The path to the major leagues was turbulent with fits and starts along the way, but in 2022 Michael Grove was able to call himself a big leaguer in a second straight year marked by in-season improvement.
Grove was drafted by the Doodgers in the second round in 2018 out of West Virginia while still rehabbing from Tommy John surgery. After making his professional debut in 2019, there was no minor league season in 2020, but Grove was among the fortunate to have at least some semblance of formal instruction and routine at USC, the Dodgers’ alternate training site that year.
The Dodgers added the right-hander to the 40-man roster last November to avoid losing him in the Rule 5 Draft – which never happened, due to the lockout, though nobody knew this outcome at the time – which on its surface raised eyebrows because of Grove’s 7.86 ERA in 71 innings at Double-A Tulsa.
Further examination showed Grove got better as the 2021 season progressed, following a 9.10 ERA and 19.2-percent walk rate in his first 10 games with a 6.97 ERA and 7-percent walk rate over his final 11, to go with a 3.92 strikeout-to-walk ratio.
Home runs remained a problem, allowing 19 on the season, but he was able to limit that to 11 homers allowed between Tulsa and Triple-A Oklahoma City in 2022, in five more minor league innings.
Grove was called up for a spot start on May 15, making his major league debut, the first Dodgers prospect in eight years of the Andrew Friedman-led front office to get the call to the majors directly from Double-A. It didn’t go all that great for Grove, who allowed four runs to the Phillies in 3⅔ innings, though all four were unearned.
This was an inflection point for Grove, who pitched in the majors before Triple-A. He walked five in a shaky debut for Oklahoma City, then allowed three runs in one inning of relief in his second major league appearance. After allowing eight runs in eight innings in his next two Triple-A starts, Grove’s numbers on the season were underwhelming. Though 10 games and 33⅓ innings, Grove had a 4.86 ERA and 12-percent walk rate across three levels, not a recipe for success by any means.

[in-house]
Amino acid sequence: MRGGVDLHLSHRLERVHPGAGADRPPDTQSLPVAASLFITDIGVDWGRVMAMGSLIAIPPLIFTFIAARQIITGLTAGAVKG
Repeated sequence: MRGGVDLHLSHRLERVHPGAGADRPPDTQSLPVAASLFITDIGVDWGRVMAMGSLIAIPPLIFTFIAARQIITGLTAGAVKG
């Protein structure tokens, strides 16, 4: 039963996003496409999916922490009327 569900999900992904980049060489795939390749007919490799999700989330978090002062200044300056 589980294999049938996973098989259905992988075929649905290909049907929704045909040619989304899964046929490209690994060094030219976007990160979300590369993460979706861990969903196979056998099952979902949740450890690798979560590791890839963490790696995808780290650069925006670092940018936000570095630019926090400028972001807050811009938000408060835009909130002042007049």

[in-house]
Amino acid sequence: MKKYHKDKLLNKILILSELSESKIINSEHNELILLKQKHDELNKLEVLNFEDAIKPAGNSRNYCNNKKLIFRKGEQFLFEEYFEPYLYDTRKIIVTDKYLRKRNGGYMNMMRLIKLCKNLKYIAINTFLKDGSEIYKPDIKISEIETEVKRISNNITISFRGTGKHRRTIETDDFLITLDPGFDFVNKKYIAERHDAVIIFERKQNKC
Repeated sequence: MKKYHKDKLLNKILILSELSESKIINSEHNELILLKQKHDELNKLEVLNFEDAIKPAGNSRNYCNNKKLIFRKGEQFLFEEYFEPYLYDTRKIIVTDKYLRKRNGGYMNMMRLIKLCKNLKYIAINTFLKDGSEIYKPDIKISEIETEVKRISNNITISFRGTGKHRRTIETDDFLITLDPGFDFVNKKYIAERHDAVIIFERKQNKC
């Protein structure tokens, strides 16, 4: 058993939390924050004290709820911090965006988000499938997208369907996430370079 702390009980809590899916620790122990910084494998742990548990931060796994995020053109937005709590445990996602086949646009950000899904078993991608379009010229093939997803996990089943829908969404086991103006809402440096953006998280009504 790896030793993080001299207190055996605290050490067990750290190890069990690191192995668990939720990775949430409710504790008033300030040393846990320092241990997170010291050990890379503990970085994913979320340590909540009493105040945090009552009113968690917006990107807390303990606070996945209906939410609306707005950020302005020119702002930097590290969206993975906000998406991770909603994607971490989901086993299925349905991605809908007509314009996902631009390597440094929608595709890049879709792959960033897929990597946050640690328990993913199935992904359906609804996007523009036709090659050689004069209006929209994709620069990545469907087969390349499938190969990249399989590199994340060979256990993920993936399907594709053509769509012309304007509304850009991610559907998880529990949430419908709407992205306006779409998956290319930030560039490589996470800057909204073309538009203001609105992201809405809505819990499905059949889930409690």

But Grove got better throughout the season, putting up a 3.63 ERA the rest of the way in 16 games and 72 innings with a 5.9-percent walk rate between Oklahoma City and Los Angeles.
That included five more major league games, one a spot start to finish out August followed by an extended stay in the starting rotation over the last three-plus weeks of the season.
Grove never walked more than two batters in any of his final 16 games – 14 of which were starts, plus a pair of bulk outings following an opener – issuing only 18 total walks during that span, the same number of walks he allowed in his first 10 starts and under half the innings.
“I think there’s conviction, there’s trust, for any player once you get to this level to have some success and belief that what you do is good enough. I think he’s starting to feel that,” manager Dave Roberts said of Grove in September. “It’s a leap of faith to trust your stuff and your abilities, to throw your fastball over the plate, to throw the curveball in the strike zone and know that it’s good enough. Those are the kind of things young players gotta see.”
Steals were an issue for Grove, who allowed six thefts in six attempts in just 29 innings with the Dodgers, but there was refinement there as well. Splitting his entire season between the majors and minors in half, Grove allowed 12 steals in his first 13 games and 44⅔ innings, without a caught stealing. In his last 13 games, covering 60⅔ innings, Grove allowed five stolen bases.
In the first year of a limit of five player options per season, Grove was sent to the minors four times. He landed on the injured list on the final Sunday of the season after taking a comebacker off his left knee.
Grove was there to eat innings for the Dodgers down the stretch, helping prevent out-and-out bullpen games by lasting five innings in each of his last four starts. There is still plenty of room for improvement, which is to be expected from a pitcher with only 228 professional innings on his ledger. But as the last two years have shown, Grove is up to the challenge.
Stats: 4.60 ERA, 5.16 FIP, 3.10 xERA, 7 games (6 starts), 29⅓ IP, 24 K, 10 BB
Salary: $700,000 (pro-rated to approximately $116,667 for his time in the majors)
Game of the year
On September 25 against the Cardinals at home, Grove allowed just one run in five innings, and retired 10 of his final 11 batters faced, earning his first major league win. He is the 588th pitcher to record a win for the Dodgers.
Grove also became the answer to a trivia question as the pitcher who got the victory preceding the Dodgers’ lone three-inning save of 2022.
Grove has 31 days of major league service time and two option years remaining, having used an option in 2022.